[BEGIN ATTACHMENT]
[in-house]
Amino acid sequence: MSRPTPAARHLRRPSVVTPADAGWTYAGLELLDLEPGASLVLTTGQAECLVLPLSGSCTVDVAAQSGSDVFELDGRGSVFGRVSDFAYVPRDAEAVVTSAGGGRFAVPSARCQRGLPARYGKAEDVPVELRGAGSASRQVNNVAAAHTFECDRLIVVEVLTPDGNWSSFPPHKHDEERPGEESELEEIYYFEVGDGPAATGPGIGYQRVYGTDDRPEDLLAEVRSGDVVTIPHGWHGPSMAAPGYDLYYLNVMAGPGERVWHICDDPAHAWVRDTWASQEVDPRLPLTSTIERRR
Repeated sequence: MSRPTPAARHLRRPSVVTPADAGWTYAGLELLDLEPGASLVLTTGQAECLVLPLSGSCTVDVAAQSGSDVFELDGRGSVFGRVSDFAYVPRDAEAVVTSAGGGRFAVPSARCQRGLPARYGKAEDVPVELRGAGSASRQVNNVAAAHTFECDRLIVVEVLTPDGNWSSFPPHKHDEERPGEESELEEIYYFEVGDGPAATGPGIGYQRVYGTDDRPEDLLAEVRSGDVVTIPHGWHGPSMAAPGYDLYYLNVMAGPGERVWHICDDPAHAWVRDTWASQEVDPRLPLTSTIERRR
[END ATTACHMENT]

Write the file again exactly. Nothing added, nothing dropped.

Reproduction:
[in-house]
Amino acid sequence: MSRPTPAARHLRRPSVVTPADAGWTYAGLELLDLEPGASLVLTTGQAECLVLPLSGSCTVDVAAQSGSDVFELDGRGSVFGRVSDFAYVPRDAEAVVTSAGGGRFAVPSARCQRGLPARYGKAEDVPVELRGAGSASRQVNNVAAAHTFECDRLIVVEVLTPDGNWSSFPPHKHDEERPGEESELEEIYYFEVGDGPAATGPGIGYQRVYGTDDRPEDLLAEVRSGDVVTIPHGWHGPSMAAPGYDLYYLNVMAGPGERVWHICDDPAHAWVRDTWASQEVDPRLPLTSTIERRR
Repeated sequence: MSRPTPAARHLRRPSVVTPADAGWTYAGLELLDLEPGASLVLTTGQAECLVLPLSGSCTVDVAAQSGSDVFELDGRGSVFGRVSDFAYVPRDAEAVVTSAGGGRFAVPSARCQRGLPARYGKAEDVPVELRGAGSASRQVNNVAAAHTFECDRLIVVEVLTPDGNWSSFPPHKHDEERPGEESELEEIYYFEVGDGPAATGPGIGYQRVYGTDDRPEDLLAEVRSGDVVTIPHGWHGPSMAAPGYDLYYLNVMAGPGERVWHICDDPAHAWVRDTWASQEVDPRLPLTSTIERRR